Germany and France have agreed to help Greece sell bonds in return for stronger efforts by Athens to slash its budget deficit, a Greek newspaper said on Saturday, but a senior German official denied the report.

The Greek finance ministry and the European Commission declined to comment on the report, which came after signs that diplomatic efforts were underway to resolve Greece's debt crisis. There was no immediate comment from France's government.

Germany's state-owned development bank KfW will buy Greek government bonds or provide guarantees for other banks to buy them, said Ta Nea, a major Greek newspaper, quoting unnamed banking and official sources.

France's state-owned bank Caisse des Depots will also be involved in the aid, Ta Nea reported, adding that French President Nicolas Sarkozy had discussed this by telephone with Greek Prime Minister George Papandreou.

In return, the Greek government has agreed to introduce additional austerity measures worth some 4 billion euros ($5.4 billion) to reach its target of cutting the budget deficit by 4 percentage points this year, the newspaper said.

The senior German official, who declined to be named, said there was no such agreement. No, this report is nonsense, the official said.

However, a German parliamentary source told Reuters that the government was quietly preparing emergency budget provisions for possible aid to Greece. The finance ministry denied this.

With German public opinion strongly against aiding Greece, Chancellor Angela Merkel's government has been reluctant to offer any concrete monetary assistance, beyond a vague pledge that it will take action if needed to protect financial stability in the euro zone.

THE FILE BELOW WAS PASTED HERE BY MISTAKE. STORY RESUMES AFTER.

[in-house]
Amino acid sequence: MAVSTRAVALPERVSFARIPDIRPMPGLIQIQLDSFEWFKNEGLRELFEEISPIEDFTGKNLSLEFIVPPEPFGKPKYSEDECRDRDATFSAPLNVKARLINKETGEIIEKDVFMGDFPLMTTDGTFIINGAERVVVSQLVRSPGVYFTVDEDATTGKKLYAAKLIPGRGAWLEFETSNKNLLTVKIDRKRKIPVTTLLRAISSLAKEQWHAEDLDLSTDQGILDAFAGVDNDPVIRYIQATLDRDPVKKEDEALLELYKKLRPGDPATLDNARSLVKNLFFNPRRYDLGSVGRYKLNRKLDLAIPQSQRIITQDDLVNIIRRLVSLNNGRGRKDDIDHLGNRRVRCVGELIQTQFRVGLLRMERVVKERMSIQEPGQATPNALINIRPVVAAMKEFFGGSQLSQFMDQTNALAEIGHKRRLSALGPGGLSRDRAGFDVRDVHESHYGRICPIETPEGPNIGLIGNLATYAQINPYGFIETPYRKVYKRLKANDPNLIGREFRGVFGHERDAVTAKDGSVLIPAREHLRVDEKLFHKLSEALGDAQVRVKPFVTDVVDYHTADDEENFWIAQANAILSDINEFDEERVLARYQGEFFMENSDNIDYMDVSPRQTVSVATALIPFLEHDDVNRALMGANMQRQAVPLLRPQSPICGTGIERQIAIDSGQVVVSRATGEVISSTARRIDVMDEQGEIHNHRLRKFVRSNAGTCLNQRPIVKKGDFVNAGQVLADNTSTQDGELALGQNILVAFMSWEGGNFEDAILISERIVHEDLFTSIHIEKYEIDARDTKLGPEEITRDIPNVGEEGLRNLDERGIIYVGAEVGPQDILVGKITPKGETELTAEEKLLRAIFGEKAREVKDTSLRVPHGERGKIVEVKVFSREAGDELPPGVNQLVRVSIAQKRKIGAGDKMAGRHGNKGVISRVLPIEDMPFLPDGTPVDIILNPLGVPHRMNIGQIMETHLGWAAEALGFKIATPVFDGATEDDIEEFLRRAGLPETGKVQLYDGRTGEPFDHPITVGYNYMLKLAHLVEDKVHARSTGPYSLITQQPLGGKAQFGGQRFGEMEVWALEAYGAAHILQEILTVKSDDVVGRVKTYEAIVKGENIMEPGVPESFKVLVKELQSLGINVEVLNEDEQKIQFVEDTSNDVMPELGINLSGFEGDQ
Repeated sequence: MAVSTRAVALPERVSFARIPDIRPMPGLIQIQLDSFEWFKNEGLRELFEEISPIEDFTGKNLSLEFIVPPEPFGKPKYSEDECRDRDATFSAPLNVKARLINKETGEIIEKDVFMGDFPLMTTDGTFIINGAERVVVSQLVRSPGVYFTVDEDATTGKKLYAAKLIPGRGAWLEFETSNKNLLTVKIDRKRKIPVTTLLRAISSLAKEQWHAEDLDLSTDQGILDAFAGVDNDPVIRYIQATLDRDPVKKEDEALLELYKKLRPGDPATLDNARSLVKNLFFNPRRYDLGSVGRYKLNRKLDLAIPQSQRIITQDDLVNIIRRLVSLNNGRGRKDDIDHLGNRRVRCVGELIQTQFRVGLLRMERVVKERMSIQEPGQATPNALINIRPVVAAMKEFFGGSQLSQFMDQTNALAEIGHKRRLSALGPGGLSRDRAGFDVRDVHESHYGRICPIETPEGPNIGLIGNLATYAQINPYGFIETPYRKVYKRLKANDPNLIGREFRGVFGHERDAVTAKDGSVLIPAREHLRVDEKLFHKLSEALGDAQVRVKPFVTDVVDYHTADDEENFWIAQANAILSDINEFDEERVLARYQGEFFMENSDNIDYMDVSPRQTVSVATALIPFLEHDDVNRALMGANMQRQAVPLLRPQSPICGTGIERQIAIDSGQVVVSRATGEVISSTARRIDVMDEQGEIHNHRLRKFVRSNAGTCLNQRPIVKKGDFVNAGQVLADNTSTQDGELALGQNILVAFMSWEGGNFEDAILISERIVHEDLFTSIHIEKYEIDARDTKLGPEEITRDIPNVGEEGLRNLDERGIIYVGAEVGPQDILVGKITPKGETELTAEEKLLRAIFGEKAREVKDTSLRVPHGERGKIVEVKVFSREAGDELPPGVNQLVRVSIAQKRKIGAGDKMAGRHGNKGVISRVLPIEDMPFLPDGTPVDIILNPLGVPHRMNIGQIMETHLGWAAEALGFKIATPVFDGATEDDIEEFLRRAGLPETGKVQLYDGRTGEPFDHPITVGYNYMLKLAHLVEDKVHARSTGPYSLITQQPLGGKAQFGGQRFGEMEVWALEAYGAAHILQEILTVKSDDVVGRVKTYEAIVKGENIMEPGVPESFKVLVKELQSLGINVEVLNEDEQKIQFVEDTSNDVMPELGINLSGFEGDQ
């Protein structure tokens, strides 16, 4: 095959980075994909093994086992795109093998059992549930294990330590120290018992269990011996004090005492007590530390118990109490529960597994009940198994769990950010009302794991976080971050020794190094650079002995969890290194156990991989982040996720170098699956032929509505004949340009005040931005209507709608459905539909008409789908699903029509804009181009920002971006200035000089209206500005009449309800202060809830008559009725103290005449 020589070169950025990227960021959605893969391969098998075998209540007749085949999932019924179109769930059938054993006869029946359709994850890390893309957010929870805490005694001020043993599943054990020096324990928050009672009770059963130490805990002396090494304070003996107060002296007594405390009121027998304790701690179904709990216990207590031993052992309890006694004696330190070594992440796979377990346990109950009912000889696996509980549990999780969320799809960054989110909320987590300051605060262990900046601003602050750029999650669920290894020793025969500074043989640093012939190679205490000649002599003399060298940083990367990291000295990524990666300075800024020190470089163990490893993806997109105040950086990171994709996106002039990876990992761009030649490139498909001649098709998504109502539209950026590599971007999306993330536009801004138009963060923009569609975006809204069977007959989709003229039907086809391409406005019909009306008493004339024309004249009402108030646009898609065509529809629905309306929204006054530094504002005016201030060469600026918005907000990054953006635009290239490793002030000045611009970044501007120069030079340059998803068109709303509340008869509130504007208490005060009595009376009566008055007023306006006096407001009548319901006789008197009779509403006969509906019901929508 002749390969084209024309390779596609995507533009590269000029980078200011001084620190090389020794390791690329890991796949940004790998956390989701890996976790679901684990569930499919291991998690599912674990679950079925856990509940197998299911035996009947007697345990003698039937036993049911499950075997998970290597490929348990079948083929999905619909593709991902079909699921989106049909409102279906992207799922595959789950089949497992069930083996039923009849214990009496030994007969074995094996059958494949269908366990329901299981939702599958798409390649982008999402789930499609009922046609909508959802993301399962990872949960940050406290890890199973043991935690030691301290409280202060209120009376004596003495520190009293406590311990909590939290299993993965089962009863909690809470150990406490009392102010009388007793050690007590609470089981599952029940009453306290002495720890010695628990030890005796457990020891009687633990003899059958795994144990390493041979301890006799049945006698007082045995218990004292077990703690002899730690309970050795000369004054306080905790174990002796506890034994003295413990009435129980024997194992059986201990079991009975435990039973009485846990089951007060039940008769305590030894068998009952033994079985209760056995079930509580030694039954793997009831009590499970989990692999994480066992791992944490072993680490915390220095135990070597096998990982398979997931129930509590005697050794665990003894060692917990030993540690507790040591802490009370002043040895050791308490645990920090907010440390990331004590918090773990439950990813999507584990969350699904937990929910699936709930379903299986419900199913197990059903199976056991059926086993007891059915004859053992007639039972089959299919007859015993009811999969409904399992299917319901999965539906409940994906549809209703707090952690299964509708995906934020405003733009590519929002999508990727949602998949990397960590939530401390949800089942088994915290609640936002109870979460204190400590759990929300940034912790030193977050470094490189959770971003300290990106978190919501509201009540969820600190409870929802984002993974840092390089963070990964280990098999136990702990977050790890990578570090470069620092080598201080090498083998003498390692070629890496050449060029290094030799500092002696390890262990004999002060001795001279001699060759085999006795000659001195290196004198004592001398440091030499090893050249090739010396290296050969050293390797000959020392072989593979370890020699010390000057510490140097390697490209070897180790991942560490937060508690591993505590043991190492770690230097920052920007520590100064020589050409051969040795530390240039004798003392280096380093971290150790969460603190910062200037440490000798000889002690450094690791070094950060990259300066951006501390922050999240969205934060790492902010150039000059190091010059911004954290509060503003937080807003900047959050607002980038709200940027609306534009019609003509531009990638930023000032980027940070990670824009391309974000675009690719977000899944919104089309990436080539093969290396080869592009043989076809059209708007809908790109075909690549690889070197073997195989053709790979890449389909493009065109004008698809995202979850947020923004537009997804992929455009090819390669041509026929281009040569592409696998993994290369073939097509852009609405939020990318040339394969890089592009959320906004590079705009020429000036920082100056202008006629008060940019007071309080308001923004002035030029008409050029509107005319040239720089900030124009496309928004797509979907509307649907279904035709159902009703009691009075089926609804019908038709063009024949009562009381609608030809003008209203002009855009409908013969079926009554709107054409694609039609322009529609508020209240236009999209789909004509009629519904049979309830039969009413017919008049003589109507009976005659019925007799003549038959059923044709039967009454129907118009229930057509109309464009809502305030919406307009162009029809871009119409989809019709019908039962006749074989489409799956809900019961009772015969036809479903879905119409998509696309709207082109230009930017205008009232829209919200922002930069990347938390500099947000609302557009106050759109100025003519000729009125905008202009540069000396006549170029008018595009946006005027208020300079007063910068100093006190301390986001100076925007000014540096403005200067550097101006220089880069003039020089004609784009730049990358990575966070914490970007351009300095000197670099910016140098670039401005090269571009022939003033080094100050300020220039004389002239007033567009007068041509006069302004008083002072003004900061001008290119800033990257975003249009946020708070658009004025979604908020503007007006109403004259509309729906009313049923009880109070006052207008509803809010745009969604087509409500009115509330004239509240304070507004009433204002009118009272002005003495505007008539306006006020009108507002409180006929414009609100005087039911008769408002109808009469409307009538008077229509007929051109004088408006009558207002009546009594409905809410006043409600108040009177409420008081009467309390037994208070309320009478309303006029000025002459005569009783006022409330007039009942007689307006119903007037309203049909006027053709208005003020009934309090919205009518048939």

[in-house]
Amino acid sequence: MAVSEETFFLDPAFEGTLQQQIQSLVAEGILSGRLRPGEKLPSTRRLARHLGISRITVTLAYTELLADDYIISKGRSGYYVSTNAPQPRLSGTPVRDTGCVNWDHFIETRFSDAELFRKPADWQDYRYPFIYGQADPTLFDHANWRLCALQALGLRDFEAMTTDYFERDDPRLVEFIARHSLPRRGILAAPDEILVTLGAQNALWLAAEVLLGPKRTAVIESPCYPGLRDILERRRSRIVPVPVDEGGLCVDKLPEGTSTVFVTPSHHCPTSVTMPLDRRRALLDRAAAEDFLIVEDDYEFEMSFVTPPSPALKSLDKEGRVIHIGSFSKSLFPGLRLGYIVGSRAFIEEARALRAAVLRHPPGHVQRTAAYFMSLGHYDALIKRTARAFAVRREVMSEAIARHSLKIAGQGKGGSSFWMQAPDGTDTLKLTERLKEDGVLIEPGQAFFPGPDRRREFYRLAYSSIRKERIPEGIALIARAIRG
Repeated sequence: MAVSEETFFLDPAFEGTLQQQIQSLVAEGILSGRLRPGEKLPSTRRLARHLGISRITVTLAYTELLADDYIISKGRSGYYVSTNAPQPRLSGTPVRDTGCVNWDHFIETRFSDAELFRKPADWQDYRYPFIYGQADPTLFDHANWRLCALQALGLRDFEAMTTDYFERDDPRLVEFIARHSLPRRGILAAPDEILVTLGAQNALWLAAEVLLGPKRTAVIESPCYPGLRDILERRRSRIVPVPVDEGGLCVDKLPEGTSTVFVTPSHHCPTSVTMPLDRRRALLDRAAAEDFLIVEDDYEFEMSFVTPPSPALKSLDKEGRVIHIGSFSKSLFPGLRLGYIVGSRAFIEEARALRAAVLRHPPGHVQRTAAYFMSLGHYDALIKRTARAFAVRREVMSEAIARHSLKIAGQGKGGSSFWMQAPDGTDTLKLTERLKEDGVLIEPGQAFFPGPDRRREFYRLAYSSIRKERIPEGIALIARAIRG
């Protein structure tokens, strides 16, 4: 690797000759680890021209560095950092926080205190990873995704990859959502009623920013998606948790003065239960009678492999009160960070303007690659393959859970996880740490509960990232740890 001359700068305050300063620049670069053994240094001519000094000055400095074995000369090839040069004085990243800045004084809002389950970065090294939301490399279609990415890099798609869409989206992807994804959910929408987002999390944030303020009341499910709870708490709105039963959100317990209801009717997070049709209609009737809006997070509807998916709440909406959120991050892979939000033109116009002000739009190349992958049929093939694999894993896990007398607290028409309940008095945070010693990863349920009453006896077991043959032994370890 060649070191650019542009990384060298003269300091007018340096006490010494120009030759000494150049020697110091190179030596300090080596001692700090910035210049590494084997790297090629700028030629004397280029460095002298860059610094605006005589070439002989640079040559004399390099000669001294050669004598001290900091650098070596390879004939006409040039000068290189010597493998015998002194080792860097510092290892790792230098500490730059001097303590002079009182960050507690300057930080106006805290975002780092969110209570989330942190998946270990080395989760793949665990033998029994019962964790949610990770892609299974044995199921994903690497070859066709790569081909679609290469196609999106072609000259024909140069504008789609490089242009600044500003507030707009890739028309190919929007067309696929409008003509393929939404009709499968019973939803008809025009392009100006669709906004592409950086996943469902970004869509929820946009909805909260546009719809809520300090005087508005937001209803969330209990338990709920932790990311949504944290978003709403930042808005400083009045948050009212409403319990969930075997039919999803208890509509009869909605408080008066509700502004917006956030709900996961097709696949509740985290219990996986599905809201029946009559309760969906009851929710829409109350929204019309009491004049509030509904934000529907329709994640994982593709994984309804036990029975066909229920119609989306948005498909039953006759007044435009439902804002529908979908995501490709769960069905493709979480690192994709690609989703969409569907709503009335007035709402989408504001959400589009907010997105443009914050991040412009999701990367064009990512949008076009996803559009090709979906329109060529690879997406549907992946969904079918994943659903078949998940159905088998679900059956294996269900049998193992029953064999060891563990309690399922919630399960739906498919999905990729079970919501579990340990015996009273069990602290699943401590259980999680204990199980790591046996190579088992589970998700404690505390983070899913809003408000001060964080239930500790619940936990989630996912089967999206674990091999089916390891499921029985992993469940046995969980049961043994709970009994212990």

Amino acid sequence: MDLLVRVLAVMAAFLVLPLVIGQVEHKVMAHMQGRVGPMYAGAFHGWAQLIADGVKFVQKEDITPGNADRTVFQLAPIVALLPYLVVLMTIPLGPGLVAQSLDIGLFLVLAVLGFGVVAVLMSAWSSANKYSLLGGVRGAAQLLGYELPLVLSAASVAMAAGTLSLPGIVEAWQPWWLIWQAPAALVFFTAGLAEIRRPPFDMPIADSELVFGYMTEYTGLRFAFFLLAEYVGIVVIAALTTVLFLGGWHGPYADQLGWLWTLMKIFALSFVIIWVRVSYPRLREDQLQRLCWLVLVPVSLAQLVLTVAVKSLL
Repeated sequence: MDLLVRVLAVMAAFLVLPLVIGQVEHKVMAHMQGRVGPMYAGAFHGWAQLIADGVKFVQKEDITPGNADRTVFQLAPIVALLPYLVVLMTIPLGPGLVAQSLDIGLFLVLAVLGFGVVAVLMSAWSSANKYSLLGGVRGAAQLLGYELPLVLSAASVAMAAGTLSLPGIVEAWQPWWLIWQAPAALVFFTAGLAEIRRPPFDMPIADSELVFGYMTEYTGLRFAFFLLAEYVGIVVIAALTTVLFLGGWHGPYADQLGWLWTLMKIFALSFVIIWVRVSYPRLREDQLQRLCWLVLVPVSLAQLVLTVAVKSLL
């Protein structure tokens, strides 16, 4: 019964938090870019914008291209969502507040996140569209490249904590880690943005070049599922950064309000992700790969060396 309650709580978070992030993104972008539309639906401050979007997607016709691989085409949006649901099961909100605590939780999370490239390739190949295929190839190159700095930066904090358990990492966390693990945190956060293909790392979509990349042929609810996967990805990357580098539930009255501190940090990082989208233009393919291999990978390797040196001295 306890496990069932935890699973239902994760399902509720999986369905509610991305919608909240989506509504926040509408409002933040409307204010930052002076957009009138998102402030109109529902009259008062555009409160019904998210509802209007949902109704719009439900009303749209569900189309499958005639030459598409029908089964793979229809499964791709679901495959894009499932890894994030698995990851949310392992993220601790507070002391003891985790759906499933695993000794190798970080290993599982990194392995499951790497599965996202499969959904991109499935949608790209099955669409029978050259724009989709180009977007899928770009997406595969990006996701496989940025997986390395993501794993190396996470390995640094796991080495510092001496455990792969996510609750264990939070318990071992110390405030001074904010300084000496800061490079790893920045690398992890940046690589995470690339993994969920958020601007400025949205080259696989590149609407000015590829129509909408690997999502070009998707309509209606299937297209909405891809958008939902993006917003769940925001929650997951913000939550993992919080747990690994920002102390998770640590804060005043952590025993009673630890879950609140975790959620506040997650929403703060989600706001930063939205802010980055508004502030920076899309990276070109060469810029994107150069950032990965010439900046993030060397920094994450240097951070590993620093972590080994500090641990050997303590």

In private, however, senior German financial officials admit contingency plans have been drawn up in case Berlin needs to intervene in Greece's debt crisis, which has caused turmoil in European markets and hurt confidence in the euro currency.

Sources in Germany's ruling coalition told Reuters earlier this month that the coalition was considering having KfW buy Greek bonds.

European Union inspectors visited Athens this week to discuss the crisis. EU Economic Affairs Commissioner Olli Rehn plans to visit Athens next week, and Ta Nea said Rehn would announce the aid plan for Greece during his visit.

Papandreou said on Friday that he would visit Berlin for talks with Merkel on March 5, while Deutsche Bank Chief Executive Josef Ackermann met Papandreou in Athens on Friday.

Media reports in Germany and France have suggested governments in the 16-country euro zone might offer aid worth a total of 20 to 25 billion euros to Greece. Officials have declined to comment on the size of any aid plan.

Greece, which is preparing to tap the euro debt market with its second bond issue this year, has said its funding needs are met until mid-March, and it will need to refinance about 20 billion euros of debt maturing in April and May. Markets worry that Greece may not be able to borrow at affordable rates.

(1 euro = $1.36)

(Additional reporting by Ingrid Melander in Athens, Matthias Sobolewski in Berlin, Astrid Wendlandt in Paris and Foo Yun Chee in Brussels; Editing by Andrew Torchia)